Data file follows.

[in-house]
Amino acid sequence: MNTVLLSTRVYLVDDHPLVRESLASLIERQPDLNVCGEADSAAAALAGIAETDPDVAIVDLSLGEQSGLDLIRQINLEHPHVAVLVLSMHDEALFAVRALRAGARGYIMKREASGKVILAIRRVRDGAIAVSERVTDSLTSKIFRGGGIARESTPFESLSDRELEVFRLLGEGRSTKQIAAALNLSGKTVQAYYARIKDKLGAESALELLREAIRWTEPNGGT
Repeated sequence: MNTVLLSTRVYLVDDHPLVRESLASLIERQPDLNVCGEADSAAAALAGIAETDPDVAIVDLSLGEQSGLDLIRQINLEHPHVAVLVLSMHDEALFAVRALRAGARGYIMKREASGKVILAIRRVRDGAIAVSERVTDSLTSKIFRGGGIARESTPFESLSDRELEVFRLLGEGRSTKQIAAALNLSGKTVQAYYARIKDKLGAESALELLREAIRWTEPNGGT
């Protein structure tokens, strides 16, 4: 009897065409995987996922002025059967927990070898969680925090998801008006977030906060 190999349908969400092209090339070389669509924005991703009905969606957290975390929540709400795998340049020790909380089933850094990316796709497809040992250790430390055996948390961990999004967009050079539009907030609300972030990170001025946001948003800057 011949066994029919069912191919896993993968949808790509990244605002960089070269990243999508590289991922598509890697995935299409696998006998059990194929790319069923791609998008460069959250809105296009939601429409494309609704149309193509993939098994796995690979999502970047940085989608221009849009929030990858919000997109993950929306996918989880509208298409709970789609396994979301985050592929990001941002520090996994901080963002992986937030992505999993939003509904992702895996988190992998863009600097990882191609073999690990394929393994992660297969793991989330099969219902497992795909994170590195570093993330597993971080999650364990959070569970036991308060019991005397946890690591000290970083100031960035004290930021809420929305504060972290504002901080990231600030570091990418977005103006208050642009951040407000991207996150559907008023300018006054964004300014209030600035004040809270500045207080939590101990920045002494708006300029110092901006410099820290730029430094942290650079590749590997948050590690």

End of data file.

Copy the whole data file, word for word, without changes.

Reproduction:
[in-house]
Amino acid sequence: MNTVLLSTRVYLVDDHPLVRESLASLIERQPDLNVCGEADSAAAALAGIAETDPDVAIVDLSLGEQSGLDLIRQINLEHPHVAVLVLSMHDEALFAVRALRAGARGYIMKREASGKVILAIRRVRDGAIAVSERVTDSLTSKIFRGGGIARESTPFESLSDRELEVFRLLGEGRSTKQIAAALNLSGKTVQAYYARIKDKLGAESALELLREAIRWTEPNGGT
Repeated sequence: MNTVLLSTRVYLVDDHPLVRESLASLIERQPDLNVCGEADSAAAALAGIAETDPDVAIVDLSLGEQSGLDLIRQINLEHPHVAVLVLSMHDEALFAVRALRAGARGYIMKREASGKVILAIRRVRDGAIAVSERVTDSLTSKIFRGGGIARESTPFESLSDRELEVFRLLGEGRSTKQIAAALNLSGKTVQAYYARIKDKLGAESALELLREAIRWTEPNGGT
């Protein structure tokens, strides 16, 4: 009897065409995987996922002025059967927990070898969680925090998801008006977030906060 190999349908969400092209090339070389669509924005991703009905969606957290975390929540709400795998340049020790909380089933850094990316796709497809040992250790430390055996948390961990999004967009050079539009907030609300972030990170001025946001948003800057 011949066994029919069912191919896993993968949808790509990244605002960089070269990243999508590289991922598509890697995935299409696998006998059990194929790319069923791609998008460069959250809105296009939601429409494309609704149309193509993939098994796995690979999502970047940085989608221009849009929030990858919000997109993950929306996918989880509208298409709970789609396994979301985050592929990001941002520090996994901080963002992986937030992505999993939003509904992702895996988190992998863009600097990882191609073999690990394929393994992660297969793991989330099969219902497992795909994170590195570093993330597993971080999650364990959070569970036991308060019991005397946890690591000290970083100031960035004290930021809420929305504060972290504002901080990231600030570091990418977005103006208050642009951040407000991207996150559907008023300018006054964004300014209030600035004040809270500045207080939590101990920045002494708006300029110092901006410099820290730029430094942290650079590749590997948050590690």